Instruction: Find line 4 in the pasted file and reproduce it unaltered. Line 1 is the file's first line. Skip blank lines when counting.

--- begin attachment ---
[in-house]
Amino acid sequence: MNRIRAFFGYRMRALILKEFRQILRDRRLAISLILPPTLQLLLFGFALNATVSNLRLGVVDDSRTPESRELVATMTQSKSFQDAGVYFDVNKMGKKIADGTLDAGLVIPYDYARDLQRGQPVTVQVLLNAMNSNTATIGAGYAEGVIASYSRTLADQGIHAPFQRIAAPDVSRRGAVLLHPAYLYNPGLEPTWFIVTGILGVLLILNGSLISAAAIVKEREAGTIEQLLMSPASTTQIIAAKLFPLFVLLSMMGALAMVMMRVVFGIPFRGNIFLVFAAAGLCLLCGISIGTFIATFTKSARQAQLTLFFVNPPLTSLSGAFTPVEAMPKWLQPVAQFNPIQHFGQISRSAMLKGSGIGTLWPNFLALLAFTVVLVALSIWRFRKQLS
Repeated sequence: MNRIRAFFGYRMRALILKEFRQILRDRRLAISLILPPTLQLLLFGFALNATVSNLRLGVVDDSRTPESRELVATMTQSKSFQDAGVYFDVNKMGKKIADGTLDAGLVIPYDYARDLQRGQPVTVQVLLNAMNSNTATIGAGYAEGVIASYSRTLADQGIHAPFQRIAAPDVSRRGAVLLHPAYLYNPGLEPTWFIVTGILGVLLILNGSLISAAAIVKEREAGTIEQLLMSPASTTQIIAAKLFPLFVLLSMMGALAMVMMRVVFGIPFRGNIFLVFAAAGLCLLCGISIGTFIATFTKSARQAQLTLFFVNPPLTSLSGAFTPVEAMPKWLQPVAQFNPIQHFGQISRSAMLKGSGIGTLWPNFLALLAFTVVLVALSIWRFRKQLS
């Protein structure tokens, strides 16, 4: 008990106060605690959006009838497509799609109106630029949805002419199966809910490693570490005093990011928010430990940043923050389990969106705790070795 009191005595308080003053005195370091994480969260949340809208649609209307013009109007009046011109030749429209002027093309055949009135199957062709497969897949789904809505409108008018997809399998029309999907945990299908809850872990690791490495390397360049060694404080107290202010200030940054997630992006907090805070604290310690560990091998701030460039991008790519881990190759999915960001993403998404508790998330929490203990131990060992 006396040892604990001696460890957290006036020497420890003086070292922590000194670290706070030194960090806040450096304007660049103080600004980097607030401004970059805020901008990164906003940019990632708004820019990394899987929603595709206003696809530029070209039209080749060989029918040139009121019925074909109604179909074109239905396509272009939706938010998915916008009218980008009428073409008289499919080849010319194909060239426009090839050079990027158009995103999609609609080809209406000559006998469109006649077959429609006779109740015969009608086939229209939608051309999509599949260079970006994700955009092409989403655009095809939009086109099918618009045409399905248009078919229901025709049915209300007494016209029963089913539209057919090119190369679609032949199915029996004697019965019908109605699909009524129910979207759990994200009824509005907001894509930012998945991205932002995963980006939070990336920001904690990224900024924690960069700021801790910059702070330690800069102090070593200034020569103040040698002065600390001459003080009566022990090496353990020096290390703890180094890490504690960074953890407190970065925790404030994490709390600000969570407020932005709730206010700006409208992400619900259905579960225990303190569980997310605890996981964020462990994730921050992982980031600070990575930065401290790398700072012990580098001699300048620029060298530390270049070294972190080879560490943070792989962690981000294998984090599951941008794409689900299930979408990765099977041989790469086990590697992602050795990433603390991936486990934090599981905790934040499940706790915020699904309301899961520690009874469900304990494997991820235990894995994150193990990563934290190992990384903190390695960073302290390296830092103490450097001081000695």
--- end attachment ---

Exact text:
């Protein structure tokens, strides 16, 4: 008990106060605690959006009838497509799609109106630029949805002419199966809910490693570490005093990011928010430990940043923050389990969106705790070795 009191005595308080003053005195370091994480969260949340809208649609209307013009109007009046011109030749429209002027093309055949009135199957062709497969897949789904809505409108008018997809399998029309999907945990299908809850872990690791490495390397360049060694404080107290202010200030940054997630992006907090805070604290310690560990091998701030460039991008790519881990190759999915960001993403998404508790998330929490203990131990060992 006396040892604990001696460890957290006036020497420890003086070292922590000194670290706070030194960090806040450096304007660049103080600004980097607030401004970059805020901008990164906003940019990632708004820019990394899987929603595709206003696809530029070209039209080749060989029918040139009121019925074909109604179909074109239905396509272009939706938010998915916008009218980008009428073409008289499919080849010319194909060239426009090839050079990027158009995103999609609609080809209406000559006998469109006649077959429609006779109740015969009608086939229209939608051309999509599949260079970006994700955009092409989403655009095809939009086109099918618009045409399905248009078919229901025709049915209300007494016209029963089913539209057919090119190369679609032949199915029996004697019965019908109605699909009524129910979207759990994200009824509005907001894509930012998945991205932002995963980006939070990336920001904690990224900024924690960069700021801790910059702070330690800069102090070593200034020569103040040698002065600390001459003080009566022990090496353990020096290390703890180094890490504690960074953890407190970065925790404030994490709390600000969570407020932005709730206010700006409208992400619900259905579960225990303190569980997310605890996981964020462990994730921050992982980031600070990575930065401290790398700072012990580098001699300048620029060298530390270049070294972190080879560490943070792989962690981000294998984090599951941008794409689900299930979408990765099977041989790469086990590697992602050795990433603390991936486990934090599981905790934040499940706790915020699904309301899961520690009874469900304990494997991820235990894995994150193990990563934290190992990384903190390695960073302290390296830092103490450097001081000695």